I can tell you I am not sad to be looking at the end of January. Although it has been warm(ish) it has also been grey and cloudy and dreary. We graphed only 2 sunny days this month. Some sunshine and vitamin D will go a long ways to raising everyone's spirits.
We had a great time at the Big Little Science Centre this morning. We spent 45 minutes in the hands-on rooms playing with all the displays and then we spent another 45 minutes in the demonstration lab learning about water surface tension with Mr. Gord Stewart. During drop-in times (Tuesday - Saturday 10:00 - 4:00) the hands-on rooms are open for visitors to tour at their leisure. The rooms have approximately 140 stations of hands-on activities to try. BLSC also has an activity or show running Saturdays. The admission fees are reasonable and they even do birthday parties! We can't wait to go again and hope to plan another visit in the spring.
Here it is- sorry it is so late.
January is a good month to learn about winter, animals in winter, snow and snowmen. As we were building the snowman in the school field a few weeks ago, the children had some interesting questions and suppositions about how snow is made. So we looked into the water cycle. We read some books, watched a few videos, looked at pictures of real snowflakes, did an experiment, learned to fold and cut paper into snowflakes, talked about symmetry and we are 'growing' our own snowflake on the science table. The activity they keep coming back to is folding and cutting snowflakes. They have yet to tire of it and often ask to do it for free choice time. And as it is a great way to develop fine motor and cutting skills, I am happy to provide the paper. Some of their great snowflakes have been put up on our windows.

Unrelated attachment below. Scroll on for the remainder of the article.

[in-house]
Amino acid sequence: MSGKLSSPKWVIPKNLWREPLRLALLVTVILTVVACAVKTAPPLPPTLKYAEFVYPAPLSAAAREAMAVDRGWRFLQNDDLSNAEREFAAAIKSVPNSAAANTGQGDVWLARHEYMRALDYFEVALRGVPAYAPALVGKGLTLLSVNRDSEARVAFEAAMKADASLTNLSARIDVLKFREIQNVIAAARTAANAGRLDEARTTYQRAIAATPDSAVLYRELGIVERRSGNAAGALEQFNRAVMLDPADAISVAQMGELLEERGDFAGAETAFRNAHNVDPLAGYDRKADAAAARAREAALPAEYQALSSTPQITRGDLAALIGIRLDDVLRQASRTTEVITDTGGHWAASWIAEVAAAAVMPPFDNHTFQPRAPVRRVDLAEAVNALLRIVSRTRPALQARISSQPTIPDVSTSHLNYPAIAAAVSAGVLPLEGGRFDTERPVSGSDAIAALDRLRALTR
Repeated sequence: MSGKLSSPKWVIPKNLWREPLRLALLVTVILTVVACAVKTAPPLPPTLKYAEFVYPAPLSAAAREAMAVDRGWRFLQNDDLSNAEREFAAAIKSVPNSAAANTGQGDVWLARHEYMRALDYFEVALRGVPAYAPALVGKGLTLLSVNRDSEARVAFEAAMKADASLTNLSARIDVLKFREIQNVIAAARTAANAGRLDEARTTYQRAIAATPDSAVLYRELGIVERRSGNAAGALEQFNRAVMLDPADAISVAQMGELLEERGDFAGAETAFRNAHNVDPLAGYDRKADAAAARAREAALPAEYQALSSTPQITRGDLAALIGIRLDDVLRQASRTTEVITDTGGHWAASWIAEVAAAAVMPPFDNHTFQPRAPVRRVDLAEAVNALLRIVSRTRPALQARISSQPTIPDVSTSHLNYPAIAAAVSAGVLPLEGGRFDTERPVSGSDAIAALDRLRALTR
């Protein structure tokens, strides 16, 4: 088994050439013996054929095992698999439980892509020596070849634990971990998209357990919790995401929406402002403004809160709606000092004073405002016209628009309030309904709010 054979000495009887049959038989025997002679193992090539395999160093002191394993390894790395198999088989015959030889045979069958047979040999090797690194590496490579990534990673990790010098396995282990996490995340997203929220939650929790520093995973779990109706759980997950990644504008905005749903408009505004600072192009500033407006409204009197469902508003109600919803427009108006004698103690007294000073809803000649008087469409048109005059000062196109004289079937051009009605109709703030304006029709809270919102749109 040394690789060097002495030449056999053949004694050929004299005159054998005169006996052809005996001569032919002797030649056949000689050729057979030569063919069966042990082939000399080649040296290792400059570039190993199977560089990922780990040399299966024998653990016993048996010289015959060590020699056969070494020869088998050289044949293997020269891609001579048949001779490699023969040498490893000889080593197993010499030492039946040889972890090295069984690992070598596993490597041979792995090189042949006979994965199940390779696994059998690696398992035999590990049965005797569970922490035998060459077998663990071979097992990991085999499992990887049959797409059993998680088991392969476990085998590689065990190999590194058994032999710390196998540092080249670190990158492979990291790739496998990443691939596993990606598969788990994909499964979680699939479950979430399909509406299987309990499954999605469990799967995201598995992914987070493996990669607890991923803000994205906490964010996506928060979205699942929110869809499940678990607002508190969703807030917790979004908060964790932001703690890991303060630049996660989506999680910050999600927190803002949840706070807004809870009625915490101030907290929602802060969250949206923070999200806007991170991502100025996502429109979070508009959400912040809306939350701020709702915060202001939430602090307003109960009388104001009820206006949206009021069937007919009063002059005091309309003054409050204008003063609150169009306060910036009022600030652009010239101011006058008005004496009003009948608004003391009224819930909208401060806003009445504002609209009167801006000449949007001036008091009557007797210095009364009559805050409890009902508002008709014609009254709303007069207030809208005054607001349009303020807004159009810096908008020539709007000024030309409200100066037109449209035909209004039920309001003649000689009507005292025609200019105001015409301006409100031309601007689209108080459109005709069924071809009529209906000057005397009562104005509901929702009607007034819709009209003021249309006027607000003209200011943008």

Unfortunately I left my list of Friday housekeeping items on my desk and I am unable to return to the school tonight to get it and I can't remember what was on it. I will post the Friday housekeeping items tomorrow evening. I'm sorry for any inconvenience.
Just a few reminders:
One of the perks of teaching Kindergarten is how unencumbered the children are by what others think of them. They do their own hair (or don't do it at all), pick out their own clothes (dots and plaids anyone?), eat their favourite foods (Nutella and celery sandwich sounds yummy), use their favourite colours and play with the toys they enjoy. They are not yet afraid to stand up for themselves or their friends in an unfair situation. They are developing and expressing their individual identities without fear. They seldom worry that their peers might think they are weird or choose to not play with them because of their self-expression. But soon, maybe already, they will start to listen to the things their peers and the larger world around them are saying. Until that happens, I am going to enjoy the children's natural ability to live “out there,” fully self-expressed.
Mrs. Bowden &